Let’s say you are delivering the coffee app. For whatever reason, you are a week late with your delivery, which reflects on the development time. This will negatively impact the delivery and increase the cost on both ends. Being late with the delivery, the Coffe App loses its advantage before Christmas to gain more customers, which results in lower adoption upon which the startup/the client based their investment. In summary, one single designer can change the course of business in one day. To prevent that “mitigate the risk”, you need to be part of any discussion that leads to successful delivery.   

Managing Others

A great sense of power comes from managing others. Yet, only some understand that managing others comes with greater responsibility for others than for oneself. All the above leads to the point of managing transparency. 

A lack of transparency results in distrust and a deep sense of insecurity. Collaboration is a key part of the success of any organisation, executed through a clearly defined vision and mission and based on transparency and constant communication – the currency of modern leadership is transparency.

Managing Up

Being part of the team allows you to connect with like-minded people – your tribe. If you are in a bigger organisation, you’ll need to consider how to connect above, too, which is eventually the earliest way to success. Harvard Business Review has released several books on the topic, including “HBR Guide to Managing Up and Across.” The book combines several models and scenarios of what to do and how to communicate the need to connect with the top management without losing the context or face. Managing up is and essentially the technique that keeps you in the game with the bosses and relevant to the team. This comes with the Design team of One, Ten and One Hundred.   

Managing Down

You have grown and gained the responsibilities in the company. You either manage the function, delivery or let alone the team. Managing down is one of the most exciting parts of your venture, and so many people, mainly designers, misunderstand it.
Principals and Lead designers usually manage the delivery of products or services. Managing designers in not making design more precise is making the design to fit business objectives. And all the above comes with it. To be good at managing down, you inevitably create your own leadership legacy, leading your colleagues to a particular point in their careers. Plan, discuss, tailor, and measure your reach's impact. Even as a designer on a team of one, you can change the corporation if you manage it right.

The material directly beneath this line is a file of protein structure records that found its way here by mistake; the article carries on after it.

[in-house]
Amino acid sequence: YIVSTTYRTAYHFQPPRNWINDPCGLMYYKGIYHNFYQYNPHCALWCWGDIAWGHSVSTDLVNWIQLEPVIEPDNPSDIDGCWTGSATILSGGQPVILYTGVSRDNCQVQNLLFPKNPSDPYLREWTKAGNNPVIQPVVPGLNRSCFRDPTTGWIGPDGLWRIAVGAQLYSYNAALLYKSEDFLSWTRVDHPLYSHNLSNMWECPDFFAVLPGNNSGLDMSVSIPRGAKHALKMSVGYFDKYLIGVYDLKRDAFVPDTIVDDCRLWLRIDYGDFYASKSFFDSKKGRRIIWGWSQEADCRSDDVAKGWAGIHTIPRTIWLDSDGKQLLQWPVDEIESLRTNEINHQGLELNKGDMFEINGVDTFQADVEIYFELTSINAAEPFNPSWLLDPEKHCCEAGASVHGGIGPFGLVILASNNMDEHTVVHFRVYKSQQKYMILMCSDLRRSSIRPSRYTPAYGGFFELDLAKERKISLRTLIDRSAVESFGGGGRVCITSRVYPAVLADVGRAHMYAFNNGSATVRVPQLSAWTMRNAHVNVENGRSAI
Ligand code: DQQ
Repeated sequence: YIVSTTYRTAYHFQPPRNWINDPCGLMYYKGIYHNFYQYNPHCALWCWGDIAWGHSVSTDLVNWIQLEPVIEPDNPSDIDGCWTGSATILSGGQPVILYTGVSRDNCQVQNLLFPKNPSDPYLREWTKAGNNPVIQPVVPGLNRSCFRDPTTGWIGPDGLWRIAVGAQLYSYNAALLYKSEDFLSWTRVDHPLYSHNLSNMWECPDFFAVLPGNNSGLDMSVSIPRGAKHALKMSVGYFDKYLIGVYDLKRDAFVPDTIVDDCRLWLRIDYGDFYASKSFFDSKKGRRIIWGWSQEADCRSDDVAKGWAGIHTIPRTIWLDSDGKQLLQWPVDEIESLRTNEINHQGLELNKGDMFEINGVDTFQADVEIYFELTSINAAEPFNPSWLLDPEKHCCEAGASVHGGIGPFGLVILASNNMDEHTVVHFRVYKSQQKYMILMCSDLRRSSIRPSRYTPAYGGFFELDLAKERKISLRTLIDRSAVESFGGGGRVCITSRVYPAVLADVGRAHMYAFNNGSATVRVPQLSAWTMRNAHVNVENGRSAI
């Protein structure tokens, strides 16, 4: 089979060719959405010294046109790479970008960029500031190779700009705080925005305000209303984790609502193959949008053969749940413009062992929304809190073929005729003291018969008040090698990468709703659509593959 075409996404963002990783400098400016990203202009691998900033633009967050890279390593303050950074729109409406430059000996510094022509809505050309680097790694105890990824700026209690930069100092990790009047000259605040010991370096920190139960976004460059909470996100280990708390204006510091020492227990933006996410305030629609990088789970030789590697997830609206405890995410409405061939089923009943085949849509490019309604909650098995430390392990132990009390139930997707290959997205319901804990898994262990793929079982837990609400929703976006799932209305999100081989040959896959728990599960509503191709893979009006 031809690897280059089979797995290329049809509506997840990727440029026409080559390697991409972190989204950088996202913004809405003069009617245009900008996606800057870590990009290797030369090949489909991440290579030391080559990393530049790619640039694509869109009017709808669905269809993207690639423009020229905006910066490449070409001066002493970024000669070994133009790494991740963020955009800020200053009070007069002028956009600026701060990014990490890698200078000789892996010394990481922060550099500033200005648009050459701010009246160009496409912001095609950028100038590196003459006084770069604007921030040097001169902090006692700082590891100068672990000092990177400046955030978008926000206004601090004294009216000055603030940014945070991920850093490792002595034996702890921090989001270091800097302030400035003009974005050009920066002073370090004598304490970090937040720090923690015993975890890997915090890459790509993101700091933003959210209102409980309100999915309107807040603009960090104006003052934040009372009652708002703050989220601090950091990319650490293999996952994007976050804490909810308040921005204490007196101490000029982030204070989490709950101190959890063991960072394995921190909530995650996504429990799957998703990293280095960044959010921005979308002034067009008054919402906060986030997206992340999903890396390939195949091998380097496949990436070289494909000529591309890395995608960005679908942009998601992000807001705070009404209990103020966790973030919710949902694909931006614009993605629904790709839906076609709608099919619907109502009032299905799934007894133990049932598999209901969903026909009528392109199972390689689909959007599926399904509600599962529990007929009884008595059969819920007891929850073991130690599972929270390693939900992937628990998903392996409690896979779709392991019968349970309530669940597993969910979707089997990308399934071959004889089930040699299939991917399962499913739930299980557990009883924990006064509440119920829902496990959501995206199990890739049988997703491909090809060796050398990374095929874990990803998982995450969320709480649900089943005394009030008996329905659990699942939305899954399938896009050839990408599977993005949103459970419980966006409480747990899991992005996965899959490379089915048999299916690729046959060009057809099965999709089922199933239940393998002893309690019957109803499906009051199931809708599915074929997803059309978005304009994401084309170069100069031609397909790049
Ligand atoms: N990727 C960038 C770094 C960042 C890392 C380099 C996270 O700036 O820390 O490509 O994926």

Manage yourself 

All the above comes from being great at only one thing – managing yourself. Having a vision of your own direction and submitting to it. Having clarity of ambition and design philosophy allows you to handle all sorts of difficult situations and scenarios that do not derail you from your path. Which supports the cause of the company you are working with. 

A clash of beliefs is inevitable. 

Yet, in Product Design Delivery, transparency could be the driving force to resolve all unnecessary tensions. One day, the design effort will impact the team and real customers' responses, followed by the integrated strategy and storytelling supported by visual narratives. 

That leads to zero time wasted, and everything we/you produce impacts the end customer. The engineering team has zero to no refactoring, and the week sprint is celebrated by actual releasable increment. 

Write Your Own Story
Write Your Own Story

Please join me for the series Design at Scale Academy for more stories that build new you.

Tagged: agile · coaching · collaboration · cx · dastm · design · designatscale · designer2designer · framework · madebyhuman · management · mentoring · Method · organisations · process · scale · sme · startup · ux · ways_of_working